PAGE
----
Another coal-fired power plant is set to go dark, the Rochester, MN utilities board voting to...

Another coal-fired power plant is set to go dark, the Rochester, MN utilities board voting to retire its Silver Lake facility. Cheap natural gas and wind power is making it cheaper to buy power off the regional grid, and there's also the whole clean air thing. (see also)
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Comments (5)
  • davidingeorgia
    , contributor
    Comments (2661) | Send Message
    There's not one word in that article about "Cheap...wind power". Gosh, I wonder why that got stuck in this blurb. By the way, you have a plural subject in that sentence. It needs a plural verb form.
    9 Aug 2012, 08:28 AM Reply Like
  • Lakeaffect
    , contributor
    Comments (1478) | Send Message
    David- I agree. These SA editors taking liberties with the reporting is degrading the credibility of the site. Perhaps it's just too difficult to find writers who can't resist putting in their own little touch of individuality when they post their news fidings.


    Nothing mentioned about wind power in the article. The decision was to mothball an old decrepit coal burner because it would cost too much to upgrade. There's three large, modern coal burners standing right next door that aren't being closed down.
    9 Aug 2012, 08:47 AM Reply Like
  • Tony Petroski
    , contributor
    Comments (6356) | Send Message
    "Cheap natural gas and wind power is making it cheaper to buy power off the regional grid, and there's also the whole clean air thing."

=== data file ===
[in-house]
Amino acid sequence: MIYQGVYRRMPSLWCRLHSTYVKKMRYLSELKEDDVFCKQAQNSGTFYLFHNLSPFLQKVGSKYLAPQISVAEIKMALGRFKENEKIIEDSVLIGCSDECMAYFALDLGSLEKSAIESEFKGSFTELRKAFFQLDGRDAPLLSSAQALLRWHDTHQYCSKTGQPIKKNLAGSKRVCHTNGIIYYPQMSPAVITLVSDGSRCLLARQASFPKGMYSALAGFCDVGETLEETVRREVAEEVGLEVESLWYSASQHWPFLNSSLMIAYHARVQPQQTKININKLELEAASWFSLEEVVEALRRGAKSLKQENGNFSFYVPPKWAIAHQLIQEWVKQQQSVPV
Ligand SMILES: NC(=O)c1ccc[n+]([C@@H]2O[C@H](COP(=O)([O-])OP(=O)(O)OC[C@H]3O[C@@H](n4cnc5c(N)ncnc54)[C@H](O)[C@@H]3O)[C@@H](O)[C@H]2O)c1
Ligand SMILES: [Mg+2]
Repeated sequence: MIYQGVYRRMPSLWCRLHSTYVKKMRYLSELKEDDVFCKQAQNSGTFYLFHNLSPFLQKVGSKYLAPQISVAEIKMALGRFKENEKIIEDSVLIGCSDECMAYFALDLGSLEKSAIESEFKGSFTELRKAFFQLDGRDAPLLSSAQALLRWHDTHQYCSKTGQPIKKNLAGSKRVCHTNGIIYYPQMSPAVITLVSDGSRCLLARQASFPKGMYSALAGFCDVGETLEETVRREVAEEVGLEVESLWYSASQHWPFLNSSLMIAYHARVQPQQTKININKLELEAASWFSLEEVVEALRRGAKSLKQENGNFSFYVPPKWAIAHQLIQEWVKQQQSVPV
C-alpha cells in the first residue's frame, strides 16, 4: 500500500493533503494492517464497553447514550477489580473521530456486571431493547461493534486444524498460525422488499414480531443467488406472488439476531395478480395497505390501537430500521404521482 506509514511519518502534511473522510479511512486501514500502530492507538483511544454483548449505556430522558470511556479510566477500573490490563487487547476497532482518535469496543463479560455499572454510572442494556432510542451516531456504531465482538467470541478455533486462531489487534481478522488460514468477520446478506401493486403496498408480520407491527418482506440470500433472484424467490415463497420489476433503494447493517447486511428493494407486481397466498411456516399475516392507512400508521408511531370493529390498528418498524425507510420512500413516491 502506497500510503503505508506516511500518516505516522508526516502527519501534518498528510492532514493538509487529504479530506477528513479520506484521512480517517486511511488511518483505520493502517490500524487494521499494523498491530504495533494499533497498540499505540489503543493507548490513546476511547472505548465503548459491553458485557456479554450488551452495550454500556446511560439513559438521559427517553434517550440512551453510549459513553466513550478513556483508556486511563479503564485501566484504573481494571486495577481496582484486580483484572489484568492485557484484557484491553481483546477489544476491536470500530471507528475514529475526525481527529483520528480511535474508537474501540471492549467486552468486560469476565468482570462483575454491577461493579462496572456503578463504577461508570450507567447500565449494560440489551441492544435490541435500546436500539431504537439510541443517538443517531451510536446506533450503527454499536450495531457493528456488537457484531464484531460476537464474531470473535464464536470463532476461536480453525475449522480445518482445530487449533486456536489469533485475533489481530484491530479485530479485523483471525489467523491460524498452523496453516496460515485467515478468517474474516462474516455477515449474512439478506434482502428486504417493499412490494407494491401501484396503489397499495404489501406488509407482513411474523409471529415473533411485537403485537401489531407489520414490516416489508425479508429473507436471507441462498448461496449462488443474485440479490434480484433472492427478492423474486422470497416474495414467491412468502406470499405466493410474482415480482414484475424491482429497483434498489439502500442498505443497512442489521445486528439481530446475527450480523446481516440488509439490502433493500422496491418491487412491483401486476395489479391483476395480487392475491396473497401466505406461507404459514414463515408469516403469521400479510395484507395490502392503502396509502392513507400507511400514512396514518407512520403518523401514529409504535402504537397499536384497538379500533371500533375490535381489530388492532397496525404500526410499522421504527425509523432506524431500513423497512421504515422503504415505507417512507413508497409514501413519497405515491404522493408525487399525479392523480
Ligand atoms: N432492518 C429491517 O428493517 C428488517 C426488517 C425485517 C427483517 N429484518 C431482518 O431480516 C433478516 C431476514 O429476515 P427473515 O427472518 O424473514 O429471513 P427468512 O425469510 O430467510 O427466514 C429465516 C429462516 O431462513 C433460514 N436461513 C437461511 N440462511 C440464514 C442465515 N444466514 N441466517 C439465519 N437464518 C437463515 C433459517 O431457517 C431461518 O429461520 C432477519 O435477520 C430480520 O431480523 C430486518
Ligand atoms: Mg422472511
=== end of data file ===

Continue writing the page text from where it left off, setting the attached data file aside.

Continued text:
Uh, no (reporting from Minnesota).


    Wind power provides nothing but a few ugly monstrosities around liberal college campuses. I have nothing against natural gas but you don't suddenly turn a coal plant into a natural gas plant.


    As for the "regional grid," there ain't no free lunches there either.


    What's driving these moves is the ability of the public utilities to pass off ruinous increases in costs on to the consumer in order to satisfy politically-correct uses of windpower, gas recovered from pig droppings, algae production and the ever-reliable solar power (in Minnesota we see the sun a full 16 days of the year).


    And while we're at it, a huge portion of what ails the global economy is the never-ending search for "renewable" energy sources that mask an agenda to shut down all industrial activity. The cost of heating, cooling and electrifying your home and business triples, not to mention the cost of getting there and back, and then you have less money for...
    9 Aug 2012, 09:42 AM Reply Like
  • Red Raider
    , contributor
    Comments (218) | Send Message
    Strange they should cite wind power. Wind and coal do not compliment each other under normal circumstances. They may very well have nat gas fired gas turbines to fill the gap when there is no wind. Coal units cannot maneuver fast enough to do the job, and they must be backed off the grid to make room for wind. A sorry state of affairs.
    They didn't even mention EPA regulatory enforcement as a culprit. Wonder why? I believe Minnesota is still one of USA.


    The preparers of this article may benefit from some constructive criticism.
    19 Aug 2012, 11:10 PM Reply Like
  • jimhagedorn
    , contributor
    Comments (13) | Send Message
    Another factor in all this is that former Minnesota Governor Tim Pawlenty pushed through a bill to fight global warming. The law Pawlenty championed requires that 25% of the electricity consumed by Minnesotans be generated from renewable sources by 2025. Pawlenty's draconian law makes it all but impossible to build any new coal-fired power plants and will force utilities to retire older plants, rather than modernize. The law has already factored into higher electricity rates for Minnesotans.


    Pawlenty bragged that his global warming bill was the toughest in the nation, rivaling only California. Obama and his EPA certainly have a bulls eye on coal companies and electricity consumers, but misguided Republicans like Pawlenty are also part of the problem.
    13 Sep 2012, 12:37 AM Reply Like
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